- A literature review or research presentation (at the discretion of the student’s advisory committee) as an announced departmental seminar.
The successful completion of either of these will be certified by the signatures of the student's advisory committee. In the case where the presentation is given for the department, the student should schedule the presentation so that the student's committee members are available and attend the presentation.
Final Examination. Upon completion of the research project, the student will be required to defend her/his research. The thesis/dissertation must be submitted to the Advisory Committee two weeks prior to the examination date. The defense will consist of a formal public seminar of the thesis/dissertation research followed by an examination conducted by the student's Advisory Committee, which is open to the Graduate Faculty.
After successful completion of the final oral examination, each student must submit a doctoral dissertation or master’s thesis to the Thesis Editor in the Graduate School. NCSU theses and dissertations must be submitted electronically. In addition each student is responsible for providing two bound hard copies, one for the research advisor and one for the Chemistry Department (to be submitted to the Graduate Office). In the case of co-advisors, an additional copy for each co-advisor is required. For detailed information and instructions, please consult the Electronic Thesis and Dissertations (ETD) section of the Graduate School website.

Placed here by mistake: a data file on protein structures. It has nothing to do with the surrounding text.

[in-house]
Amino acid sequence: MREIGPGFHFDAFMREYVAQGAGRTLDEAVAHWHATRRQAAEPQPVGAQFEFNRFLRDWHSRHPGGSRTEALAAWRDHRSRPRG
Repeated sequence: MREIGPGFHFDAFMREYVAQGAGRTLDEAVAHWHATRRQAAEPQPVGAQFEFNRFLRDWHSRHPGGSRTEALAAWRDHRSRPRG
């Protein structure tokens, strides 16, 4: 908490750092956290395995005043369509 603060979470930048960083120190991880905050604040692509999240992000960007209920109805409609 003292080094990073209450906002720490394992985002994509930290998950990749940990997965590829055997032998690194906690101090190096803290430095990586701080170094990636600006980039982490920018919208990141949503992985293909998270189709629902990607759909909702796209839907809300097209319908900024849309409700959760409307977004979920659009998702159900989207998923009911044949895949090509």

Chemistry Minor. Graduate students in non-Chemistry departments may elect to minor in chemistry. The requirements for a chemistry minor are: 1) a minimum of three (3) 700-level chemistry graduate courses totaling a minimum of 9 credit hours, and 2) representation on the student’s research advisory committee by a member of the Graduate Faculty of the Chemistry Department.
Last revised January 14, 2009